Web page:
BS333-6-AU
Bioimaging
(15 CREDITS)

Imaging in biological and biomedical research and clinical settings is hugely important. In particular, there has been a dramatic development of microscopic methods for visualization of biological structures and physiological events. Microscopy is now a cornerstone of cell, clinical, molecular, neuro- and developmental biology. This course provides an overlook of imaging in biomedical sciences, then focusses on modern applications of fluorescence microscopy. Case studies from experts in the imaging field are presented. A special emphasis is on computational image quantification. A practical in digital image processing is held. Using datasets provided in the course, as well as their own (photographic) data, students learn to process images using freely available open-source software. At the end of the course, each student presents a short 'elevator pitch' talk showing an imaging-based problem, then presenting a solution for its quantification. Effective verbal communication and writing are transferable skills developed in this course.

BS349-6-SP
Molecular Basis of Cancer
(15 CREDITS)

The aim of this module is to provide you with current knowledge and understanding of cancer. We will discuss general aspects of cancer biology (cancer statistics and risk factors, origins and multistage nature of cancer, metastasis and angiogenesis). The identification and isolation of oncogenes and tumour suppressors and the mechanism of action of their products will be analysed. We will explore cancer molecular biology and signalling pathways in cancer. We will discuss cell cycle and apoptosis and their role in the maintenance of normal cell populations and in the emergence of cancer. The principles of some of the current approaches in cancer therapy will be discussed.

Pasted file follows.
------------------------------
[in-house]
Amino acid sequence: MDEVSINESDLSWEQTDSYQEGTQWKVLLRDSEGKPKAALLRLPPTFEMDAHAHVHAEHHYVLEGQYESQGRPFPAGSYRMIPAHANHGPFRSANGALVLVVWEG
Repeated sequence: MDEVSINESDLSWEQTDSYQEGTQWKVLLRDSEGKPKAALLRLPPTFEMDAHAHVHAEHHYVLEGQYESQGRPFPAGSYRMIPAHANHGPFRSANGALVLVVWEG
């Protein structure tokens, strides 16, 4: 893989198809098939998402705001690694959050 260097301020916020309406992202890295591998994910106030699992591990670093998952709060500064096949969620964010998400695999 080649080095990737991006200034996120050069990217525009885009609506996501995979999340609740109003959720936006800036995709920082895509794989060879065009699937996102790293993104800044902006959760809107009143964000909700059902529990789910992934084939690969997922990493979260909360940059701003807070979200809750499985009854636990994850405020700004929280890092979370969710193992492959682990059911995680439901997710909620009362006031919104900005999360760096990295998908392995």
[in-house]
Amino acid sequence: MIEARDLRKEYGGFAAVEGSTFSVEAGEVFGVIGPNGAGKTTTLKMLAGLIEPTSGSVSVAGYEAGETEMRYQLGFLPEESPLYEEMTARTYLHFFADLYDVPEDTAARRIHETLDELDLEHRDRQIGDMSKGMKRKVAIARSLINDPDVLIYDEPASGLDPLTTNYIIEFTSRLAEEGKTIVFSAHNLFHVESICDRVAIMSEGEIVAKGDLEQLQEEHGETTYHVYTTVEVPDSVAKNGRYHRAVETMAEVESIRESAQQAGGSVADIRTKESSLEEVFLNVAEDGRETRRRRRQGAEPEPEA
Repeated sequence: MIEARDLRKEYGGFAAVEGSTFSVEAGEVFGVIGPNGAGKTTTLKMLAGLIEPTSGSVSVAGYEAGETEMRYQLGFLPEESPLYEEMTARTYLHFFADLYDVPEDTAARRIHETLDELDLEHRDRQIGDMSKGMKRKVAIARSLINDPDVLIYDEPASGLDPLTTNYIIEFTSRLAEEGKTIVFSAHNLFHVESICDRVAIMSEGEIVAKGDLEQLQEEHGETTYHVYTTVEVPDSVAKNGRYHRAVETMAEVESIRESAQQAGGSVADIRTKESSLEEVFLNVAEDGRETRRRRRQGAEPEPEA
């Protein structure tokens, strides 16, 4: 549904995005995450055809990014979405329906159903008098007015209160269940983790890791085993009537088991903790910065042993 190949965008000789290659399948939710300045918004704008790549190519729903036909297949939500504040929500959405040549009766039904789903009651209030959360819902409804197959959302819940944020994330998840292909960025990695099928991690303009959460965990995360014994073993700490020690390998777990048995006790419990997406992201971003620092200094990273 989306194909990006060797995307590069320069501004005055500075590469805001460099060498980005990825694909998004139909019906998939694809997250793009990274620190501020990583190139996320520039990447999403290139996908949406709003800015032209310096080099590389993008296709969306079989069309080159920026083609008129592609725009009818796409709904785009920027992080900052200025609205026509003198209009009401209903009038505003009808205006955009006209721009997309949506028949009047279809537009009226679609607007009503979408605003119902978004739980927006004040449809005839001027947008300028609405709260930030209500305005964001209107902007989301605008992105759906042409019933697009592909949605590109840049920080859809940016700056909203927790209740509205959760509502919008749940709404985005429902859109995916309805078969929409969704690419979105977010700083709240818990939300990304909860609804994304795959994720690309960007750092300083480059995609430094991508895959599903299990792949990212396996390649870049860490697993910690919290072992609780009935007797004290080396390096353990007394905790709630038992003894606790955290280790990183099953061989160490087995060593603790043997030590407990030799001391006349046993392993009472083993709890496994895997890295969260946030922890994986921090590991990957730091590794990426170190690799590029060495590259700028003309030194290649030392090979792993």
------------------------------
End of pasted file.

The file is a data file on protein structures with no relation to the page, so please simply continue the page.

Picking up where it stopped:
At Essex we pride ourselves on being a welcoming and inclusive student community. We offer a wide range of support to individuals and groups of student members who may have specific requirements, interests or responsibilities.


Find out more

The University makes every effort to ensure that this information on its programme specification is accurate and up-to-date. Exceptionally it can be necessary to make changes, for example to courses, facilities or fees. Examples of such reasons might include, but are not limited to: strikes, other industrial action, staff illness, severe weather, fire, civil commotion, riot, invasion, terrorist attack or threat of terrorist attack (whether declared or not), natural disaster, restrictions imposed by government or public authorities, epidemic or pandemic disease, failure of public utilities or transport systems or the withdrawal/reduction of funding. Changes to courses may for example consist of variations to the content and method of delivery of programmes, courses and other services, to discontinue programmes, courses and other services and to merge or combine programmes or courses. The University will endeavour to keep such changes to a minimum, and will also keep students informed appropriately by updating our programme specifications. The University would inform and engage with you if your course was to be discontinued, and would provide you with options, where appropriate, in line with our Compensation and Refund Policy.

The full Procedures, Rules and Regulations of the University governing how it operates are set out in the Charter, Statutes and Ordinances and in the University Regulations, Policy and Procedures.